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From Barnes & NobleThe Barnes & Noble Review
One of the notable SF debuts of recent years, which the publisher describes as "Cast Away meets The Matrix," betrays an intelligence, depth, and emotional richness far beyond such a catchy summary. Solitaire tells the story of Ren "Jackal" Segura and of the highly structured, near-future society that shapes and controls her destiny. A series of incidents leads to her arrest, conviction, and forced participation in an experimental form of punishment known as virtual confinement (VC). In VC, the comatose subject is imprisoned in a colorless, constricted virtual environment in which time itself stretches and slows. In less than one real-time year, Jackal endures the virtual equivalent of several years of unbroken solitude. Jackal's experiences in VC -- her near capitulation to madness and despair, her creation of a doorway to a brighter, more expansive world, and her subsequent, painful reemergence form the heart of this beautifully detailed, sometimes harrowing account of courage, cruelty, and survival.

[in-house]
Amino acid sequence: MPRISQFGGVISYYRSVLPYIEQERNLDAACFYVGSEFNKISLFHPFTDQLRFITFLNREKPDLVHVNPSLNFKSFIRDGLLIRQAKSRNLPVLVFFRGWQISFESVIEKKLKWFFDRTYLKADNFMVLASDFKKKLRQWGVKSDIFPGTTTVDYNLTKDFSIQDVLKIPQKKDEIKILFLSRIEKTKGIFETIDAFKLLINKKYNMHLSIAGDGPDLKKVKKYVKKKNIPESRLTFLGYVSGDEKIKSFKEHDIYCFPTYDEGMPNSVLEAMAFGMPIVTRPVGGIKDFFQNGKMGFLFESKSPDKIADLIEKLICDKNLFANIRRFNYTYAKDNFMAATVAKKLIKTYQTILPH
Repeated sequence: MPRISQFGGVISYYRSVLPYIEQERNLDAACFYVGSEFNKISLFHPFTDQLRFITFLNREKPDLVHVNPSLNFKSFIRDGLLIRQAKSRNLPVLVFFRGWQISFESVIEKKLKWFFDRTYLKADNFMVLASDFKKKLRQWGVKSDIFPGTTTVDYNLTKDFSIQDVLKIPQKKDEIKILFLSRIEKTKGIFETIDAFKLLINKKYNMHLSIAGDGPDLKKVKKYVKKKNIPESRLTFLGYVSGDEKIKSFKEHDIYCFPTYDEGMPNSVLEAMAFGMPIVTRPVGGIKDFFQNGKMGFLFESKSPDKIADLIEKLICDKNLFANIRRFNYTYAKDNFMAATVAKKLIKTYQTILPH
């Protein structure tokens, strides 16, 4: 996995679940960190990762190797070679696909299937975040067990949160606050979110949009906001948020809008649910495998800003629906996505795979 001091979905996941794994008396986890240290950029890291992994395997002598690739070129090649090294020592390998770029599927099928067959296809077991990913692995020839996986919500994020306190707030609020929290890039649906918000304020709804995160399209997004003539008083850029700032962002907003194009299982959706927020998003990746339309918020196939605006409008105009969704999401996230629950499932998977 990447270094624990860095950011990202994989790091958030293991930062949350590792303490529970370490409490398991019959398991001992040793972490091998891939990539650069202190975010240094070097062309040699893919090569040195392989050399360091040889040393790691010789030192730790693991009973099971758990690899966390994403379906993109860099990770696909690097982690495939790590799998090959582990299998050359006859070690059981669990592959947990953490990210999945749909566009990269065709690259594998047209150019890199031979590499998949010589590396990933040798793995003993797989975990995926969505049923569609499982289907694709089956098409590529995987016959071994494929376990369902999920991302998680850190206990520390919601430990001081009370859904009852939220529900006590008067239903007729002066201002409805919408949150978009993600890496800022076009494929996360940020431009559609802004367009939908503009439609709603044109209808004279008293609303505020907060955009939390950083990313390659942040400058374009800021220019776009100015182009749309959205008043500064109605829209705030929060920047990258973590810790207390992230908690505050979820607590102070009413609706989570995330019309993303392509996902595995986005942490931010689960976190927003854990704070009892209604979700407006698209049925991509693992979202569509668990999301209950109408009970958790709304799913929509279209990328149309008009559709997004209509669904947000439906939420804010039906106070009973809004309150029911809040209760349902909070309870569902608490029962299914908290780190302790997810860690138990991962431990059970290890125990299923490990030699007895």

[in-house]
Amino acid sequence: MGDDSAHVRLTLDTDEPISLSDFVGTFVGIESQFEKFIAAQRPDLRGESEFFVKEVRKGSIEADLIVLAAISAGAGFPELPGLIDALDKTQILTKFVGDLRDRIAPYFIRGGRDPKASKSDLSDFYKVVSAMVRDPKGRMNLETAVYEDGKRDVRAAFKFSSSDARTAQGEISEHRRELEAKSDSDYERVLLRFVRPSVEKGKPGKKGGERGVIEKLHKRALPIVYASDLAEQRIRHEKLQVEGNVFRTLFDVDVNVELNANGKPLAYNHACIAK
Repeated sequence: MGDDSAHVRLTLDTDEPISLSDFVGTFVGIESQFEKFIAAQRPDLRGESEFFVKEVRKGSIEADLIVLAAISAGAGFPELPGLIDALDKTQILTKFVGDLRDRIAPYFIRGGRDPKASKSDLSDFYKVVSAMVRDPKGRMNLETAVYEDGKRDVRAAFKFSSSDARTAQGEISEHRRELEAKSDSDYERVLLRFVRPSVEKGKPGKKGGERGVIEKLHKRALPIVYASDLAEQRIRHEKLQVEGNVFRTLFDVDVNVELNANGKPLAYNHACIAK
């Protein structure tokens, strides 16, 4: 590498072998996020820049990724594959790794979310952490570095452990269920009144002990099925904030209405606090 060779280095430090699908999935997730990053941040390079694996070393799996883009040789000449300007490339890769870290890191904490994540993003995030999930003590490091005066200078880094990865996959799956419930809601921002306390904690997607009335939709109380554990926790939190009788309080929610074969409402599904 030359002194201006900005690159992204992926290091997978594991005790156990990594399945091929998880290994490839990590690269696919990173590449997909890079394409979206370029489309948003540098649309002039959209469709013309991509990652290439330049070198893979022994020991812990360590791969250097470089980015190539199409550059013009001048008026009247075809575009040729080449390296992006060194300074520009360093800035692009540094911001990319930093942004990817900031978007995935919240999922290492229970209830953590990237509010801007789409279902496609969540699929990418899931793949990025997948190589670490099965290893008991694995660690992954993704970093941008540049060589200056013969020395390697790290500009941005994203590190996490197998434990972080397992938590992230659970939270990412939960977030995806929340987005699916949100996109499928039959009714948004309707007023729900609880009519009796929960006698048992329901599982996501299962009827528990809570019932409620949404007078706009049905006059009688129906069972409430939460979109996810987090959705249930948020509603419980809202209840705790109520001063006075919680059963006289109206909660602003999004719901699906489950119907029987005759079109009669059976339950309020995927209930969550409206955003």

Solitaire may not be a perfect novel -- the social and historical context of the story seems, at times, slightly underdeveloped -- but it's still a powerful, affecting book that seems far too accomplished to be anyone's first novel. The finest sequences in Solitaire -- the intimate descriptions of virtual confinement, the portraits of daily life in a business-oriented community, the empathetic account of Jackal's gradual integration into a society inhabited by outcasts like herself -- have the quality of actual, felt life. Kelley Eskridge's precise, nuanced language, her obvious affection for her characters, and her ability to convey the essence of extreme experiences distinguish the narrative at every turn, lifting it into a class and category all its own. Eskridge is clearly a writer with great gifts and seemingly limitless potential. She has written a remarkable, moving novel that is difficult to set aside, and equally difficult to forget. Bill Sheehan